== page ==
Their hours are long and decidedly unglamorous. On a rainy midweek morning, when the aroma from the nearby chocolate factory is assaulting the nostrils, the Washington Capitals are straggling into Hersheypark Arena, getting ready to struggle through the first of the day's two practices.
"Day 12 for the hostages," said one player.
Weighing in, with such yelps as "Four pounds!", the Capitals make their way through some specified stretching exercises. "Stretch first, then ice," Milan Novy said. Novy, Washington's newly imported Czech center, may not know much English, but he understands training camp. "Tired, tired," is his frequent response to, "How are you?"
But players expect to spend these days between summer and the season in a state of perpetual sweat. "All training camps are the same. You're working to get yourself into shape for the year," said Doug Jarvis, whose other preseasons have been in Montreal. "It's work, it's hard, and it's supposed to be."
"Either you're sleeping, eating or playing hockey," Mike Gartner said after a limbering-up session. "Not in that order, of course, but you're either doing one or the other. Being on the ice four or five hours a day, the only thing you want to do is rest when you can. You can't even think much."
Actually, the only thinking necessary is on the ice. With camp now split into Washington and Hershey troops, Coach Bryan Murray is working with a lineup similar to the one that will skate at Capital Centre this year. He expects to see more offensive hustle and a more coordinated power play than the one that sputtered (four goals for 27 tries) in last weekend's games.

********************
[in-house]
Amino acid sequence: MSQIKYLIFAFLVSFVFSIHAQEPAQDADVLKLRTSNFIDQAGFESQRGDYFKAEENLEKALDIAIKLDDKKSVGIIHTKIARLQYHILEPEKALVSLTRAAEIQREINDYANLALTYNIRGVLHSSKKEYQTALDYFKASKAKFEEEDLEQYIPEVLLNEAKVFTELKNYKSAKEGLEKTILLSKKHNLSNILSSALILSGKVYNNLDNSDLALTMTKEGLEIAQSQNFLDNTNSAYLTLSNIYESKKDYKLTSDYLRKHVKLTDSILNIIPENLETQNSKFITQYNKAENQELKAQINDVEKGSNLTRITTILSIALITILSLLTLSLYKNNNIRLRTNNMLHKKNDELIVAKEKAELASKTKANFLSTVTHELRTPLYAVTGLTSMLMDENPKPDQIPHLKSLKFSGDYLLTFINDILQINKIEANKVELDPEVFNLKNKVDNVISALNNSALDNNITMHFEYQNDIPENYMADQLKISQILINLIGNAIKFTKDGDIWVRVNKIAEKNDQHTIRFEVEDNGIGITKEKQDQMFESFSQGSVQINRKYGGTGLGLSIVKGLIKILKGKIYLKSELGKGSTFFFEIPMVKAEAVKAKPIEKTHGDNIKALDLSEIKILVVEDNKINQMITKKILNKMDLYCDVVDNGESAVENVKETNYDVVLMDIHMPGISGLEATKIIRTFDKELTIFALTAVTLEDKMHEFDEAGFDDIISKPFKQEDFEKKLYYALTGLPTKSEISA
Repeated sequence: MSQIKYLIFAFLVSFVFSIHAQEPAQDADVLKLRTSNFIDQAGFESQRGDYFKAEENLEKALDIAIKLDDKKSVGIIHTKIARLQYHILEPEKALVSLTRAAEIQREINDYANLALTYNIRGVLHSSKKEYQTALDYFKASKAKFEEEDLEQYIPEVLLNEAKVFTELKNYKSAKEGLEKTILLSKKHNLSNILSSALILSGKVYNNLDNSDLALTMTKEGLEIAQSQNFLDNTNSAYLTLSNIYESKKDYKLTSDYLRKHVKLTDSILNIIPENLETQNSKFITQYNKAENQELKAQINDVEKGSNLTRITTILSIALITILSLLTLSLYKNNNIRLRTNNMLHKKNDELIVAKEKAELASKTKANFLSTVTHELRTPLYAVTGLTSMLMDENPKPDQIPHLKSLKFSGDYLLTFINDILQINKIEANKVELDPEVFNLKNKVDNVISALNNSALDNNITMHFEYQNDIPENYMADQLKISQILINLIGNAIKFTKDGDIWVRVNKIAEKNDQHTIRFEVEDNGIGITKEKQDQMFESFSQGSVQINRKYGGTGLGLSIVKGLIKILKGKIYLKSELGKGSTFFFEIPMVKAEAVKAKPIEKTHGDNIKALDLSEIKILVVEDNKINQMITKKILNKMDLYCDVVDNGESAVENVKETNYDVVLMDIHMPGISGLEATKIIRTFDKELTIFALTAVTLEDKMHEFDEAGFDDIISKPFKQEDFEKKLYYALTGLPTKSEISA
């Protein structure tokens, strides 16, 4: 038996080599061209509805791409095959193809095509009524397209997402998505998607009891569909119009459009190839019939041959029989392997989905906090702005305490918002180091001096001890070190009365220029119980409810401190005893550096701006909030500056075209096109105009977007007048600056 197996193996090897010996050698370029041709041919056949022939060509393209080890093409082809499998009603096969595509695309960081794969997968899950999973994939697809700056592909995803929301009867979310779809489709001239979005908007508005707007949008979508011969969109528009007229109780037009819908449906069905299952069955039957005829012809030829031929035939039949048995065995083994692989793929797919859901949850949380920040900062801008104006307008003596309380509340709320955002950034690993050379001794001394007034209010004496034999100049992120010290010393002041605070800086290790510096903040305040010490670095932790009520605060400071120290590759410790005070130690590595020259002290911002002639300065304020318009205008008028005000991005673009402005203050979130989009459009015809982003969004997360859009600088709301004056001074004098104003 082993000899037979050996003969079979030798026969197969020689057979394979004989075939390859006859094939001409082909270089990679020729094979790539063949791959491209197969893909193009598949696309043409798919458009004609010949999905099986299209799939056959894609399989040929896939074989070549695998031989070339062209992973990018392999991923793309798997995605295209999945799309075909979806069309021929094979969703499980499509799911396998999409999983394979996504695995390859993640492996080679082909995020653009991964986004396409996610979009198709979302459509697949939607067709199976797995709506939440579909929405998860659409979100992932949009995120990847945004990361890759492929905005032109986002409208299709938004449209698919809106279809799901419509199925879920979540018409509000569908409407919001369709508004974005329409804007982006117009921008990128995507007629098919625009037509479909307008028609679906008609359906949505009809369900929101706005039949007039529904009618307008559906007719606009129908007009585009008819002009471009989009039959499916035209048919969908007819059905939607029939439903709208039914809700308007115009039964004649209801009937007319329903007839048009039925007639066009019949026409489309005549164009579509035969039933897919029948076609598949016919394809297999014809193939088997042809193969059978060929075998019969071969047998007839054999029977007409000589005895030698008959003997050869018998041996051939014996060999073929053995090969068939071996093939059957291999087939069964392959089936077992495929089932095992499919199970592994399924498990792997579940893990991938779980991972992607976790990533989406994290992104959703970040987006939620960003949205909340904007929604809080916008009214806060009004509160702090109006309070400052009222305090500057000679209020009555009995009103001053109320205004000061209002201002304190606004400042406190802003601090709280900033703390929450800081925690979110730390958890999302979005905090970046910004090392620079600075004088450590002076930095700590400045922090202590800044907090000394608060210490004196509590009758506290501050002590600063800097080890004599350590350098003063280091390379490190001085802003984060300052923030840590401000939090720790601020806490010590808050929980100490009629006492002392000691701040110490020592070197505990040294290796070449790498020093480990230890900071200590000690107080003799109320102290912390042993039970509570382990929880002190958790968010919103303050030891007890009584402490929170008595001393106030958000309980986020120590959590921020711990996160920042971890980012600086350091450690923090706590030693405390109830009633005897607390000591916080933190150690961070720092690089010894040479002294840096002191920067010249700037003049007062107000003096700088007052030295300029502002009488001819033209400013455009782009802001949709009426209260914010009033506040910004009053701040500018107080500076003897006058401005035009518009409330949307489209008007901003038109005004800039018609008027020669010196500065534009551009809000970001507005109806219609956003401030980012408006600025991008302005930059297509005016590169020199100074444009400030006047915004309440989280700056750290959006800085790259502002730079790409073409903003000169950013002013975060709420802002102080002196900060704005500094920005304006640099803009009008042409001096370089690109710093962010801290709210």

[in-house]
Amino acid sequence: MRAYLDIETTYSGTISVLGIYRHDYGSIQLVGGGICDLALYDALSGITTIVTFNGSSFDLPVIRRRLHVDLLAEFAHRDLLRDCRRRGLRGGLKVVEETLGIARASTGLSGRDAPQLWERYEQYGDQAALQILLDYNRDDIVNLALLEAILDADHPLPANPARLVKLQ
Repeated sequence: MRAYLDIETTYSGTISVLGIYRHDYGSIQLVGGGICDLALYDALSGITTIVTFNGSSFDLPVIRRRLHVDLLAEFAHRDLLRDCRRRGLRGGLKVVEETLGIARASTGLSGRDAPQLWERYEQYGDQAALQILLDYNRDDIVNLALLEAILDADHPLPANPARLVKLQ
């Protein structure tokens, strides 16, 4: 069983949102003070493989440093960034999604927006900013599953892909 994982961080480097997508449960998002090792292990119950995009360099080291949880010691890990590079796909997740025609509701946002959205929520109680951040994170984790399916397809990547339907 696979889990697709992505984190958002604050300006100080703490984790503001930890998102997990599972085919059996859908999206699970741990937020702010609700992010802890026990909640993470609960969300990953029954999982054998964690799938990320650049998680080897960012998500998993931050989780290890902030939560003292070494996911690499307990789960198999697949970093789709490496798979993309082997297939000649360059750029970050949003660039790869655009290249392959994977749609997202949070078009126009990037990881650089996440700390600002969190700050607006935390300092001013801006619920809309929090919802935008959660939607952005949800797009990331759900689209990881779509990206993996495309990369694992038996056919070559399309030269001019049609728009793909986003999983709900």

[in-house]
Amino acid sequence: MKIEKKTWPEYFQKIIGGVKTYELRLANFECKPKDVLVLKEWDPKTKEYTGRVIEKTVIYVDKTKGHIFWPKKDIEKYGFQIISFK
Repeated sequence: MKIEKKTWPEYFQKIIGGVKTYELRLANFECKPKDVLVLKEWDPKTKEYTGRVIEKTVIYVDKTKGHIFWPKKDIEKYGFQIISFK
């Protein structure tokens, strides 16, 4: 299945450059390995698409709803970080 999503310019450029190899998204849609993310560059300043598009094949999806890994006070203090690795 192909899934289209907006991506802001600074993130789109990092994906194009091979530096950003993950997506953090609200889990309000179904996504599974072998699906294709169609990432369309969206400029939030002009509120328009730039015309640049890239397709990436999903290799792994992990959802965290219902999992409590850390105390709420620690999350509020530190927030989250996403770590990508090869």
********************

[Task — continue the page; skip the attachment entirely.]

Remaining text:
"We're spending mornings skating the whole group, then in the afternoons we'll break down into special teams," he said. "We can devote an hour, hour and a half, to penalty killing or power plays."
In the early sessions, all the Capitals circle the ice, picking up the tempo with each lap. Each line and defensive group works the puck up and down the ice in shoot-and-pass drills, while goalies hunker down like catchers, fighting off bucketfuls of shots.
Near the end of the workout, Murray shouts, "Take a light skate," and players zoom around the rink before heading for a quick shower. A short break for lunch -- a Wendy's here does more business than the New York Stock Exchange -- and they're back on ice again.
"Sure, you're always tired, and your body is drained," Gartner said. "The first few days of camp, you'd see guys playing tennis over at the hotel at night. Now look at the empty courts. Nobody much has the energy."
In one afternoon drill, Gartner and Bobby Carpenter, acting as defensemen, carry their sticks wrong end up, thus forced to defend with their bodies. But winger Ted Bulley "scores" a goal through the traffic, and Murray says, "You've got two goals, Ted? We'll get you 25 before camp is over."
If the players seem good-natured, the work is tedious and tough. A single Capitals practice makes Jane Fonda's workout book look like a guide for sedentary living.
"You couldn't do this over an extended period," Gartner said. "Your mind would start to go."
Craig Laughlin leans his stick against a table, swallows a cupful of water and dumps another one over his head. "Just another day at the office," he says, grinning.
Washington's roster is thinning. Goalies Robbie Moore and Al Jensen have moved to the Hershey lineup and center Jimmy McGeough has been sent to Nanaimo of the Western Hockey League . . . Scott Stevens skated Wednesday, but complained of tenderness in his hip; he suffered a hip pointer against Hartford Sunday . . . The Capitals begin a weekend series with the Pittsburgh Penguins tonight in Baltimore (7:30, Civic Center); the teams will play in Johnstown, Pa., Saturday, and in Hershey Sunday.